China’s large-scale military parade this week featured an array of high-technology arms, but the most significant reveal was a hypersonic missile called the DF-17.
Until the parade in Beijing on Tuesday to mark the 70th anniversary of Communist Party rule, China’s secretive military had not acknowledged the existence of the DF-17. Military spokesmen in the past responded only in vague terms about it after at least six flight tests of the ultra-high-speed missile were carried out since 2014.
U.S. intelligence agencies estimated that the DF-17 would not be deployed until next year. The missile is considered one of what Beijing calls “assassin’s mace” weaponry — arms designed to give China’s weaker military a strategic advantage over the U.S. military.
The DF-17 is the first deployed hypersonic strike weapon for the PLA and can travel at speeds of more than 7,000 miles per hour — enough to outrun current U.S. anti-missile interceptors. Additionally, the missile is said to be maneuverable, a feature that allows it to further avoid electronic detection.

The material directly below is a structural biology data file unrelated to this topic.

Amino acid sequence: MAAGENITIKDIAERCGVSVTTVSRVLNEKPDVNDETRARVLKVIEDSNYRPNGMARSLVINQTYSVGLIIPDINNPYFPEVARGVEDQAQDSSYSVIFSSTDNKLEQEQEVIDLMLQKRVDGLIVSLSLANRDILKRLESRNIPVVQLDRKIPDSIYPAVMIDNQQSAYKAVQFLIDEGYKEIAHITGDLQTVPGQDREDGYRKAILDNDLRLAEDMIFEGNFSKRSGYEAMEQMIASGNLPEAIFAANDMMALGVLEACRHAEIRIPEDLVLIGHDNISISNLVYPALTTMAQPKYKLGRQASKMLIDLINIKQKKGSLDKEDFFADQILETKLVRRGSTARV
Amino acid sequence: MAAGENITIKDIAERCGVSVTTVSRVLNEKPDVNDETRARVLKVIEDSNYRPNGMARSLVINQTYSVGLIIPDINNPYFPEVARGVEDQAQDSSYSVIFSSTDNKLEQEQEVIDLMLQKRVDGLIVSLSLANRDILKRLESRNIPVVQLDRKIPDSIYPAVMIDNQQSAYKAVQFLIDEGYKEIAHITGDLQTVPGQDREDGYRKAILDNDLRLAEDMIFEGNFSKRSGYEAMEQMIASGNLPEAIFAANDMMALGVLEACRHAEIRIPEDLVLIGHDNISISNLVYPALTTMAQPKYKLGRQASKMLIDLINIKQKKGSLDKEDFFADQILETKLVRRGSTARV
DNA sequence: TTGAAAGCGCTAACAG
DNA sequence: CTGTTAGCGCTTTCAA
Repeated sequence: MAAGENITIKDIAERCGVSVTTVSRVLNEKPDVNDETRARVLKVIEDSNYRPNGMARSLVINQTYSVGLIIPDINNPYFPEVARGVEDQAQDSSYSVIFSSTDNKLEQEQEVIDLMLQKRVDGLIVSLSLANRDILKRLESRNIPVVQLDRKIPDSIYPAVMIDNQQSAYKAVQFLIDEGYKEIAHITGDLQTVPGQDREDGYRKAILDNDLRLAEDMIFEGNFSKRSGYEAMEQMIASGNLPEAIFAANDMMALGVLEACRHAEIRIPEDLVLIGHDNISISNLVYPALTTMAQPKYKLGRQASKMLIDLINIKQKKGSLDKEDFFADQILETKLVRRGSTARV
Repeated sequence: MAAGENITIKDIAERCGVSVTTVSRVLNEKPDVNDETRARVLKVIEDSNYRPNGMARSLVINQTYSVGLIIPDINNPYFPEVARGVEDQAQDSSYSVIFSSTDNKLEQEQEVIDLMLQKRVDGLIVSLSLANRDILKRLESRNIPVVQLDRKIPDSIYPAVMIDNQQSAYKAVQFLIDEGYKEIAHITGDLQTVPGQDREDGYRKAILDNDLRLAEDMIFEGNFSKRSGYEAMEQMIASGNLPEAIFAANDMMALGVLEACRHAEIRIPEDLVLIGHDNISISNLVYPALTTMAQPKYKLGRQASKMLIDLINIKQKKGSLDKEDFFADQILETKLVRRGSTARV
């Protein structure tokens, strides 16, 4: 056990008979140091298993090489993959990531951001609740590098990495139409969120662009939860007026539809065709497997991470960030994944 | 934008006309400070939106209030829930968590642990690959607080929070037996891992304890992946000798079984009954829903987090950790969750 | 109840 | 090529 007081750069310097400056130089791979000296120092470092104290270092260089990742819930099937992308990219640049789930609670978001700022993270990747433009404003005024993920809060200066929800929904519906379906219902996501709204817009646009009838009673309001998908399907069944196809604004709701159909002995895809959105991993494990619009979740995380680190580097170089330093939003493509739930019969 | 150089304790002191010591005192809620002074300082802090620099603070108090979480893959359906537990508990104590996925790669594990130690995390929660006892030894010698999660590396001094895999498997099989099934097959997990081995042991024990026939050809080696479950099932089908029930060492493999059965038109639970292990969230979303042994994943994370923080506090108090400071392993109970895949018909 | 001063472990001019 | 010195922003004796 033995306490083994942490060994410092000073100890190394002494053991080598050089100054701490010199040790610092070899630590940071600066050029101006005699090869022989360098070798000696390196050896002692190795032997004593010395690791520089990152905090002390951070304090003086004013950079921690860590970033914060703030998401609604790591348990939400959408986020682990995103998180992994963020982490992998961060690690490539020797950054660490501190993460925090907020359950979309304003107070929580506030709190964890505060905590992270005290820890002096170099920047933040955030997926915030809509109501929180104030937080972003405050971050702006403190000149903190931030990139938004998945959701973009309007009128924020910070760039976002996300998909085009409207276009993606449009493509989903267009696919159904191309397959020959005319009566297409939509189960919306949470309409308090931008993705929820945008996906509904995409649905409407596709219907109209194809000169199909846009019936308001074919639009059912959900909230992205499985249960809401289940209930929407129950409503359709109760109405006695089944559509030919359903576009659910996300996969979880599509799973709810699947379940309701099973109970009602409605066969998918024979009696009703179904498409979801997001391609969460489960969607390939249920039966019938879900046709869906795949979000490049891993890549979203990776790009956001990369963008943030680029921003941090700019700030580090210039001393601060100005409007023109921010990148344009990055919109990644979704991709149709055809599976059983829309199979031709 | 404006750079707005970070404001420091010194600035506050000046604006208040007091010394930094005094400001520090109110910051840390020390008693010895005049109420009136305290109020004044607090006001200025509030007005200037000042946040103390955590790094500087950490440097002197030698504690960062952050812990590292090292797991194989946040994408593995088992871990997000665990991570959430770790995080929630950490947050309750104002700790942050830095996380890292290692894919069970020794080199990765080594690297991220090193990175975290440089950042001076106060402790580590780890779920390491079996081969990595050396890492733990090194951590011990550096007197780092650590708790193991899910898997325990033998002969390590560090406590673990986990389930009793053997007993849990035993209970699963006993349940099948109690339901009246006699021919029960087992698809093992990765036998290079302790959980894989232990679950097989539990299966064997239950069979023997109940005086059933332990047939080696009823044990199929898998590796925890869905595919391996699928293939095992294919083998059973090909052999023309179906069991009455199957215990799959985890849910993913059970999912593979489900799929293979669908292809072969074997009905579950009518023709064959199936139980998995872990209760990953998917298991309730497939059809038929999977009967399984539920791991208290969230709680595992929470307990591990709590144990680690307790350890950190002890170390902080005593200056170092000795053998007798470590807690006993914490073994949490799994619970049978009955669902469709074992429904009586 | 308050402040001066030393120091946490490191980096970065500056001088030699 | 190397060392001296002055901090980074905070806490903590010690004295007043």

The state-run Xinhua News Agency described the DF-17 as a conventionally armed missile, a possible deception because Pentagon officials in the past told Congress that the missile was expected to be outfitted with either conventional or nuclear warheads.
Until the unveiling this week, the DF-17 was known inside the Pentagon as the Wu-14 and DF-ZF hypersonic glide vehicle.
Current U.S. missile interceptors, include the Navy’s ship-based SM-3 and the Army’s THAAD and Ground Based Interceptors (GBI), are said to be unable to counter the DF-17.
The 44 GBIs and related sensor systems are capable of stopping long-range missiles and their warheads that travel in non-maneuvering ways, but the high speeds of the DF-17 pose significant challenges for current defenses.
In response to the development of Chinese and Russian hypersonic missiles, the Pentagon is engaged in a crash program to develop hypersonic missile defenses and hypersonic offensive missiles. More than $1 billion is being appropriated for U.S. hypersonic missiles and defenses.
A spending bill in Congress includes funds for a Hypersonic and Ballistic Tracking Space Sensor and more than $230 million for speeding up development of hypersonic defenses. The Air Force could receive $576 million in the pending legislation for prototyping hypersonic missiles under a defense appropriations bill.
China’s state-run Global Times said the DF-17 is “very recently developed” and is designed to penetrate missile defenses.
“It will play a vital role in safeguarding China’s territorial integrity, as regions including the South China Sea, the Taiwan Strait and Northeast Asia are all within its striking range,” said the paper, quoting Yang Chengjun, a Chinese missile expert.